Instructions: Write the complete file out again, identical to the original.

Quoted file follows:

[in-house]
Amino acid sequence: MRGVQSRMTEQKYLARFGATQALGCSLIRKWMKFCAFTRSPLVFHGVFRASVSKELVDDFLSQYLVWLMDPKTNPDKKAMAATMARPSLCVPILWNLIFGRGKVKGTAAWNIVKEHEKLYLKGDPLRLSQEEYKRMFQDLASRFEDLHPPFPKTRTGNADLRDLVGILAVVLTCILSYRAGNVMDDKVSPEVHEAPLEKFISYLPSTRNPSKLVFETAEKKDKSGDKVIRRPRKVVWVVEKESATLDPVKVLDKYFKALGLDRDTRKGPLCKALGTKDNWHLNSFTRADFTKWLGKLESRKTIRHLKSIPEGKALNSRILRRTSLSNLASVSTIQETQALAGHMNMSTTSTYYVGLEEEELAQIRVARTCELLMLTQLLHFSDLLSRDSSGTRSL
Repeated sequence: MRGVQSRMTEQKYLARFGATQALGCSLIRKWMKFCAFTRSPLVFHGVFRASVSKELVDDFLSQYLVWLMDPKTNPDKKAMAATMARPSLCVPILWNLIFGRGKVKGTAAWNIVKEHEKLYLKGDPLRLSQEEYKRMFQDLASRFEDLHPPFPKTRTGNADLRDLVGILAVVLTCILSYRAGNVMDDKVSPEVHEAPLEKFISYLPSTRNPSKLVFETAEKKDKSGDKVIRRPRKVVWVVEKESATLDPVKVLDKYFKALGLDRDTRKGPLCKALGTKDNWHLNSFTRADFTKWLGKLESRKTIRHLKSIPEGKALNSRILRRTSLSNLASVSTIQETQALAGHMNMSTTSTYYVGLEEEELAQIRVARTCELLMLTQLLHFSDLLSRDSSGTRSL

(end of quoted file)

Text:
[in-house]
Amino acid sequence: MRGVQSRMTEQKYLARFGATQALGCSLIRKWMKFCAFTRSPLVFHGVFRASVSKELVDDFLSQYLVWLMDPKTNPDKKAMAATMARPSLCVPILWNLIFGRGKVKGTAAWNIVKEHEKLYLKGDPLRLSQEEYKRMFQDLASRFEDLHPPFPKTRTGNADLRDLVGILAVVLTCILSYRAGNVMDDKVSPEVHEAPLEKFISYLPSTRNPSKLVFETAEKKDKSGDKVIRRPRKVVWVVEKESATLDPVKVLDKYFKALGLDRDTRKGPLCKALGTKDNWHLNSFTRADFTKWLGKLESRKTIRHLKSIPEGKALNSRILRRTSLSNLASVSTIQETQALAGHMNMSTTSTYYVGLEEEELAQIRVARTCELLMLTQLLHFSDLLSRDSSGTRSL
Repeated sequence: MRGVQSRMTEQKYLARFGATQALGCSLIRKWMKFCAFTRSPLVFHGVFRASVSKELVDDFLSQYLVWLMDPKTNPDKKAMAATMARPSLCVPILWNLIFGRGKVKGTAAWNIVKEHEKLYLKGDPLRLSQEEYKRMFQDLASRFEDLHPPFPKTRTGNADLRDLVGILAVVLTCILSYRAGNVMDDKVSPEVHEAPLEKFISYLPSTRNPSKLVFETAEKKDKSGDKVIRRPRKVVWVVEKESATLDPVKVLDKYFKALGLDRDTRKGPLCKALGTKDNWHLNSFTRADFTKWLGKLESRKTIRHLKSIPEGKALNSRILRRTSLSNLASVSTIQETQALAGHMNMSTTSTYYVGLEEEELAQIRVARTCELLMLTQLLHFSDLLSRDSSGTRSL